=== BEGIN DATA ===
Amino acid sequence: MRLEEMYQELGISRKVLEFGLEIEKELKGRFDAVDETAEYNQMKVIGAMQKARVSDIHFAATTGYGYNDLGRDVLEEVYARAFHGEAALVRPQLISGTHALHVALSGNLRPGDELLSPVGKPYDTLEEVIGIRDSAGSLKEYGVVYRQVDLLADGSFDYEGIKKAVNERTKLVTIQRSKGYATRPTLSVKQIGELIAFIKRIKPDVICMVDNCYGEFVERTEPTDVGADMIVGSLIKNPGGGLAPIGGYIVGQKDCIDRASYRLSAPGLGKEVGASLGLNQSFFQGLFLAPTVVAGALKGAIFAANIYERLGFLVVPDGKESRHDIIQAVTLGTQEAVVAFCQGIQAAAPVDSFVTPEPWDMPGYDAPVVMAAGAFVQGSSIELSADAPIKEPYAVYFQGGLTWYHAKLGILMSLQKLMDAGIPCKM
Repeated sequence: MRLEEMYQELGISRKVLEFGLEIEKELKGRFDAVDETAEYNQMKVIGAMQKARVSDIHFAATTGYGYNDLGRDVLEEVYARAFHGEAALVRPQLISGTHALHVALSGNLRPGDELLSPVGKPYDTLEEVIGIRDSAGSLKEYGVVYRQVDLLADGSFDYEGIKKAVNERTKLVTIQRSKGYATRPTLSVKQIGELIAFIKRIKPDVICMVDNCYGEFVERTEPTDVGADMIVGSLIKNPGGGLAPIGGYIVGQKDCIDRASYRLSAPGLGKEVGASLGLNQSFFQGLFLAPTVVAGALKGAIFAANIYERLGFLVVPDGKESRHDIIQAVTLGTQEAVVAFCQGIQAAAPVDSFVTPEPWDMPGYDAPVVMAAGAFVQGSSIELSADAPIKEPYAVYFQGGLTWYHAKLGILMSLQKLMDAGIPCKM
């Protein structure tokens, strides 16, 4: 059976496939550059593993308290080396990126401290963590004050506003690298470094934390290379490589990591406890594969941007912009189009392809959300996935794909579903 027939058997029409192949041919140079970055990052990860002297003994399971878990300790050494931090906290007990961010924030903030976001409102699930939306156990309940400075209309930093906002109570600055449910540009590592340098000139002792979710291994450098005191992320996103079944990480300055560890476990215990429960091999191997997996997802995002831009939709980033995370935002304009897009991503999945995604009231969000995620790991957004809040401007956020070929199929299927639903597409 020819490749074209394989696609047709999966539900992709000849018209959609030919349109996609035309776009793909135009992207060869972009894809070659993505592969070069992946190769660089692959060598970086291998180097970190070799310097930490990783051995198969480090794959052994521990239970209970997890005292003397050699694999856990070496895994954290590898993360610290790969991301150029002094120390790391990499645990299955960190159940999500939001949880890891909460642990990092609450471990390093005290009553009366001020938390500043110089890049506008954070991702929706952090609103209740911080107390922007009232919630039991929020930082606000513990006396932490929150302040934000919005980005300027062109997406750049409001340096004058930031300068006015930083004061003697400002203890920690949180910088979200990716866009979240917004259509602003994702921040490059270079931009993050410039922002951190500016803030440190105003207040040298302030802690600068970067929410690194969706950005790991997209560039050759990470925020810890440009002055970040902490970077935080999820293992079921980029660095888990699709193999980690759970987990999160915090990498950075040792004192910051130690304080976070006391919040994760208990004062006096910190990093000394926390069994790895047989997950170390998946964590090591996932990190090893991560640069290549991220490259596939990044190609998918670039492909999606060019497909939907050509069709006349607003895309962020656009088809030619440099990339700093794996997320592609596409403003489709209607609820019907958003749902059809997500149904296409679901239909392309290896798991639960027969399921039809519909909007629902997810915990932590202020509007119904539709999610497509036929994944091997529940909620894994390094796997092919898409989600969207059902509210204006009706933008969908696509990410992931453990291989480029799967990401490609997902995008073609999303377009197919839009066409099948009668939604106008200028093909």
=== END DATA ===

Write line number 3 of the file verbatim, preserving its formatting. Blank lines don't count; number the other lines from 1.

């Protein structure tokens, strides 16, 4: 059976496939550059593993308290080396990126401290963590004050506003690298470094934390290379490589990591406890594969941007912009189009392809959300996935794909579903 027939058997029409192949041919140079970055990052990860002297003994399971878990300790050494931090906290007990961010924030903030976001409102699930939306156990309940400075209309930093906002109570600055449910540009590592340098000139002792979710291994450098005191992320996103079944990480300055560890476990215990429960091999191997997996997802995002831009939709980033995370935002304009897009991503999945995604009231969000995620790991957004809040401007956020070929199929299927639903597409 020819490749074209394989696609047709999966539900992709000849018209959609030919349109996609035309776009793909135009992207060869972009894809070659993505592969070069992946190769660089692959060598970086291998180097970190070799310097930490990783051995198969480090794959052994521990239970209970997890005292003397050699694999856990070496895994954290590898993360610290790969991301150029002094120390790391990499645990299955960190159940999500939001949880890891909460642990990092609450471990390093005290009553009366001020938390500043110089890049506008954070991702929706952090609103209740911080107390922007009232919630039991929020930082606000513990006396932490929150302040934000919005980005300027062109997406750049409001340096004058930031300068006015930083004061003697400002203890920690949180910088979200990716866009979240917004259509602003994702921040490059270079931009993050410039922002951190500016803030440190105003207040040298302030802690600068970067929410690194969706950005790991997209560039050759990470925020810890440009002055970040902490970077935080999820293992079921980029660095888990699709193999980690759970987990999160915090990498950075040792004192910051130690304080976070006391919040994760208990004062006096910190990093000394926390069994790895047989997950170390998946964590090591996932990190090893991560640069290549991220490259596939990044190609998918670039492909999606060019497909939907050509069709006349607003895309962020656009088809030619440099990339700093794996997320592609596409403003489709209607609820019907958003749902059809997500149904296409679901239909392309290896798991639960027969399921039809519909909007629902997810915990932590202020509007119904539709999610497509036929994944091997529940909620894994390094796997092919898409989600969207059902509210204006009706933008969908696509990410992931453990291989480029799967990401490609997902995008073609999303377009197919839009066409099948009668939604106008200028093909």